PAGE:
Praying the Psalms for Your Kids

Praying the Psalms for Your Kids

Over the past week, I've been intentionally praying through Psalm 23 for my kids, and it's changed and challenged the way I pray. This process is so simple, and so good, that it should be a mainstay in every parent's prayerful arsenal.

Praying the Bible

Don Whitney's short book, "Praying the Bible" is the genesis for this practice.  Whitney shares a regular practice he commends to his students in seminary: use a Psalm or other passage of Scripture to jumpstart your prayer life. His prescription is to read a Psalm line by line, and then pray whatever comes to mind. It's not a process of Scripture interpretation, he's quick to point out, but rather an opportunity to let the Bible dictate and frame the direction of your prayer life.

He explains:

I have enough confidence in the Word and the Spirit of God to believe that if people will pray in this way, in the long run their prayers will be far more biblical than if they just make up their own prayers. That’s what people usually do: make up their own prayers. What’s the result? We tend to say the same old things about the same old things. And without the Scripture to shape our prayers, we are far more likely to pray in unbiblical ways than if we pray the thoughts that occur to us as we read the Scripture. So while it’s true that people may use this method and pray about things that are not found in the text, I contend that will happen much less if people will pray while reading the text. By this means, the Spirit of God will use the Word of God to help the people of God pray increasingly according to the will of God.

Whitney, Donald S. (2015-06-15). Praying the Bible (p. 37). Crossway. .

I think one of the biggest impediments to regular, vibrant prayer for our kids is the feeling that we're simply praying the same things over and over again. So I decided to give Dr. Whitney's idea a try. The result has been wonderful.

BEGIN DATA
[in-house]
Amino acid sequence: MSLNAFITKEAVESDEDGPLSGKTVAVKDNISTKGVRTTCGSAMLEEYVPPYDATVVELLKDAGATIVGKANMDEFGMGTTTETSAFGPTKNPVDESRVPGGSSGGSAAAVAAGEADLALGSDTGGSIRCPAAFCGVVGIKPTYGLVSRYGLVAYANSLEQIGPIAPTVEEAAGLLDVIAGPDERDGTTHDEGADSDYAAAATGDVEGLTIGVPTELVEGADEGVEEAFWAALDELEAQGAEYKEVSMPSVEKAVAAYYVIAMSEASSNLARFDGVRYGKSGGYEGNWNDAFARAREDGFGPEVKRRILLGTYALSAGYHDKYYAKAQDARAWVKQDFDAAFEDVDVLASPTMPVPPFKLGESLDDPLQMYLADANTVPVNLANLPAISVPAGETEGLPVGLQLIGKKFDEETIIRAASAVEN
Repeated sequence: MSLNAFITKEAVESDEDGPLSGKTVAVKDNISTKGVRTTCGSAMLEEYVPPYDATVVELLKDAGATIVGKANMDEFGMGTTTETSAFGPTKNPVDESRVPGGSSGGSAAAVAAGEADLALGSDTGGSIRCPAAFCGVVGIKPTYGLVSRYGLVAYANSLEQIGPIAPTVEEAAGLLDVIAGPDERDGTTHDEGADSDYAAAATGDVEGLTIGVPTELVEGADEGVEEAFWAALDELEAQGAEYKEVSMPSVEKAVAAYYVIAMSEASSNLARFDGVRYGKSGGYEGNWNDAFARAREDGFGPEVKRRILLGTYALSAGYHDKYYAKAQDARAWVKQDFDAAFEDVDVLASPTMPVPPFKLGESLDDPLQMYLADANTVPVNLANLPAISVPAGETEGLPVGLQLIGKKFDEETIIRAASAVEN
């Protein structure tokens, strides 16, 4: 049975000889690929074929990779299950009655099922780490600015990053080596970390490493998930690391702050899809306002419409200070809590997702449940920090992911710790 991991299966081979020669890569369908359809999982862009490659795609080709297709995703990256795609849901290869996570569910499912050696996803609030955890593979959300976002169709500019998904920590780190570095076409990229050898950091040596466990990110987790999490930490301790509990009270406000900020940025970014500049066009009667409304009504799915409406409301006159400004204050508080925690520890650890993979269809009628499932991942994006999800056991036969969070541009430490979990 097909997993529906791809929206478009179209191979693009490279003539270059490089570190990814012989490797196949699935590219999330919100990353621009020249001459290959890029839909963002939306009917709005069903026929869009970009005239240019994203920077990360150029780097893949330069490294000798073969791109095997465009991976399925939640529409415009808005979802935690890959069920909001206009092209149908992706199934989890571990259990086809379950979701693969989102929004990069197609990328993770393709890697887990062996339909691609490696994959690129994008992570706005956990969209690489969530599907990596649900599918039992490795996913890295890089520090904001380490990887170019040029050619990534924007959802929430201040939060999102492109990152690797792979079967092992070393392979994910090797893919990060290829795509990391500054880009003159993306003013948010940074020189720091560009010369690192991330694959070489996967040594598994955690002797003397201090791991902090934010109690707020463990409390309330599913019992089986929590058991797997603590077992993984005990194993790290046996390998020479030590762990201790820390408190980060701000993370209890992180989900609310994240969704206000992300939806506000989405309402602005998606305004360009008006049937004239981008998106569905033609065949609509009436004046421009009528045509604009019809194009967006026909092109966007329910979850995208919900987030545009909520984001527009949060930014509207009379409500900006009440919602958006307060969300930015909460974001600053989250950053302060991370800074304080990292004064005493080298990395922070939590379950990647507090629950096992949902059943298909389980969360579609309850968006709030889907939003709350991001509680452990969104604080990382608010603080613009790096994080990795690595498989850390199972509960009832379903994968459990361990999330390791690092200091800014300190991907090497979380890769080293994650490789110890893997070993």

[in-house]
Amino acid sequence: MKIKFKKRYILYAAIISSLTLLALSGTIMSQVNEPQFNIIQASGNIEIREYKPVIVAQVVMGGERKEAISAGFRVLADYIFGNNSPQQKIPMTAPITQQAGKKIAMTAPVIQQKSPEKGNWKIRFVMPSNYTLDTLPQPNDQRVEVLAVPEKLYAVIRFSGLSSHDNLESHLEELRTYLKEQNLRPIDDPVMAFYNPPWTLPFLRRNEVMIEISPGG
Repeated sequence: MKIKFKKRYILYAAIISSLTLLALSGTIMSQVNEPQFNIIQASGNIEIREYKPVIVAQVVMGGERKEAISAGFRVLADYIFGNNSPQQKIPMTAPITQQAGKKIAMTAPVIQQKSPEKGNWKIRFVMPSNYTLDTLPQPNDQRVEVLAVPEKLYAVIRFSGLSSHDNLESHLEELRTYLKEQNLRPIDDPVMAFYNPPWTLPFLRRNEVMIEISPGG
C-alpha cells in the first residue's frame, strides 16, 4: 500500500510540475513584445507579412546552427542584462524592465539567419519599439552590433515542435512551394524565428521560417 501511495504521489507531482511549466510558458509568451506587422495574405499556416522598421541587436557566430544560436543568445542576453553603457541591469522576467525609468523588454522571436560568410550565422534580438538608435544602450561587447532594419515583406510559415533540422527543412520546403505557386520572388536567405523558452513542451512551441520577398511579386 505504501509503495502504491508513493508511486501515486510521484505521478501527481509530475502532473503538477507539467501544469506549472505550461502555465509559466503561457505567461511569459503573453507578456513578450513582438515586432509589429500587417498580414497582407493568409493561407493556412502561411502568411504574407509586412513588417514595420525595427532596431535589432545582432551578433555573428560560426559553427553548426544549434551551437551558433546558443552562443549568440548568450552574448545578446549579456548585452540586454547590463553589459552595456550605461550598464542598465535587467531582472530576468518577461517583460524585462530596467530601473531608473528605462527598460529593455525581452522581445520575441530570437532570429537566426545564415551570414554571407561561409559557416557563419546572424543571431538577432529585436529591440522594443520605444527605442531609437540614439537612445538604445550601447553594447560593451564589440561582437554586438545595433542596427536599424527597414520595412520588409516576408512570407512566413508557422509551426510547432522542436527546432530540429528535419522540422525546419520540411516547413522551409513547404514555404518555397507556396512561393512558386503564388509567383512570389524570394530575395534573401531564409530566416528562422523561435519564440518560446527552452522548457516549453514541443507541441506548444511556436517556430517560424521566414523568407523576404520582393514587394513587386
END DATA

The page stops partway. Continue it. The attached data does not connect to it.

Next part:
Praying the Bible in Parenting

I'm convinced that Psalm 23 is a perfect chapter to pray through, on repeat, for your kids. It's also a perfect excuse to memorize an extended passage of Scripture if you haven't already. Psalm 23 has personally be stuck in my head since my days in AWANA, and it's easy to bring the lines to mind.

Over the past week, when I've found myself in a quiet, undisturbed place I've turned my thoughts to Psalm 23 to work through for my kids, line by line (this is particularly good if you're lying in bed helping a child fall asleep). Through the process, I've found myself making rich and diverse requests of God for each individual child.

Let me give you an example of how I might pray for a fictional 14 year old son, Ben.

The Lord is my Shepherd

"God, be the shepherd for Ben. Be before him, guiding him and leading him closer to your will. Help him to keep his eyes on you through this next week - I know this schedule is busy and it's easy to lose track. But also be alongside him, and prompt him when need be to be closer to your will. Don't let him stray. If his friend Jeff is pulling him from you, please grab him back - use whatever means you need to. I trust you, Good Shepherd!"

I shall not want.

[You think briefly about physical needs, but he doesn't have any at the moment. But that leads your mind to a need at school, and so you pray]: "Help him too, this week, in studying for his math test. I know he's hated this section, but help him to do his best and to rely on you."

He makes me lie down in green pastures.

"God, I've seen Ben so flustered recently about the choices his friends are making - particularly Jeff. He seems so distraught and confused. Give him peace and calm as he follows you. Help his heart to be focused on your heart and his mind to meditate on your thoughts."


And so on! Can you see how rich that time might be, as you reflect on each of you kids? It can be led in so many directions, and with the passage memorized, all you need is a quiet moment.

The Why?

Praying through Psalm 23 has been so rewarding particularly because 23 is so rich in care language. I desperately want my children to be led by, cared for and directed toward God. The visual language has sparked plenty of different thoughts as I've prayed for my four kids. And being led through this incredible Psalm time and time again has been good for my soul, as well - these are truths we all need to internalize.

Praying for our kids is one of the most essential and important tasks we have as parents. Give praying through Psalm 23 a try, and let me know your response. Any other Psalms you think are particularly well-oriented toward praying through for your kids?


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